World’s largest robots will help airlines cut carbon emissions

The giant AI robots can quickly clean and inspect planes.

A Norwegian startup is building massive AI robots to help airlines reduce their carbon emissions, save water, and inspect their planes in a fraction of the time it usually takes. 

The challenge: The aviation industry is responsible for about 2.5% of global carbon emissions, and while sustainable jet fuels or electric propulsion systems could one day slash that figure, airlines can reduce their emissions right now — simply by cleaning their planes more often.

Washing an airplane’s exterior reduces air resistance, which means it can decrease the amount of jet fuel a plane needs to burn by up to 2% — while that’s not a huge difference, it can add up when you consider there are about 28,000 commercial jets in the global fleet.

A large airplane can take up to 24 hours to clean, though, so most airlines only wash them every 2 to 6 months, and when they do, they typically don’t bother to collect the water and chemicals used for the process. Instead, it’s allowed to run off into the soil, which is both wasteful and potentially damaging to the environment.

“The solution from Avinxt is one of several initiatives that can help us reduce our carbon footprint.”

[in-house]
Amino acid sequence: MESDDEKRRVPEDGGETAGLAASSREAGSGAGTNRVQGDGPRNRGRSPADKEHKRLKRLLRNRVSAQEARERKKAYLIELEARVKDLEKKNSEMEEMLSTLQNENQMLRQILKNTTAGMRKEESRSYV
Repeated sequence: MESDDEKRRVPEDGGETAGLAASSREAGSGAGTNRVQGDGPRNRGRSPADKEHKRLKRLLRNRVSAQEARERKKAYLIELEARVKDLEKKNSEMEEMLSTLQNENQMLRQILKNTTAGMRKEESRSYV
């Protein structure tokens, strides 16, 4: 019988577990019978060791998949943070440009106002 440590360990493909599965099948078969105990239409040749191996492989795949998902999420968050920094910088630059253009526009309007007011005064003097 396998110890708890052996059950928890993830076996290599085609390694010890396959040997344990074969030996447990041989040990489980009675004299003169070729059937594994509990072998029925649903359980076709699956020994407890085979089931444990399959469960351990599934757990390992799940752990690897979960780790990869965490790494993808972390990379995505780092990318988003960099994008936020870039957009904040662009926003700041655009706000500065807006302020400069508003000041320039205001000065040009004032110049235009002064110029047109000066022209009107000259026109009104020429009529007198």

Thom-Arne Norheim

What’s new? Norse Atlantic Airways, a low-cost airline based in Norway, has announced plans to begin using massive AI robots (developed by another Norwegian company, Avinxt) to quickly and sustainably wash, de-ice, and inspect its airplanes.

“The solution from Avinxt is one of several initiatives that can help us reduce our carbon footprint while at the same time reducing our costs,” said COO Thom-Arne Norheim. “That is a win-win.”

The AI robots: According to Avinxt, the robot’s combination of cameras and AI software allows it to clean a plane’s entire body and engine in about 75 minutes. An inspection, meanwhile, takes just 7 hours, compared to days or even weeks if done manually.

As an extra step toward sustainability, Avinxt’s system captures and recycles almost all of the water and chemicals used during cleaning and de-icing, preventing them from reaching the environment while simultaneously cutting costs for airlines.

“There is no reason why airports, airlines, the air force, and ground handlers should continue with manual, time-consuming, and expensive processes.”

Ove Trøen

Looking ahead: Avinxt has signed letters of intent with two other airlines — Widerøe and Norwegian — in addition to forming the new partnership with Norse.

The company now plans to begin building the first full-sized versions of its AI robots at Oslo Airport in 2024, followed by bots at London Gatwick, Norse Atlantic Airways’ hub. Once completed, they’ll be the world’s largest robots, according to Avinxt. 

“There is no reason why airports, airlines, the air force, and ground handlers should continue with manual, time-consuming, and expensive processes when we can do it faster, better, more environmentally friendly, and more cost-effective by using new technology,” said Ove Trøen, CEO and chairman of Avinxt.

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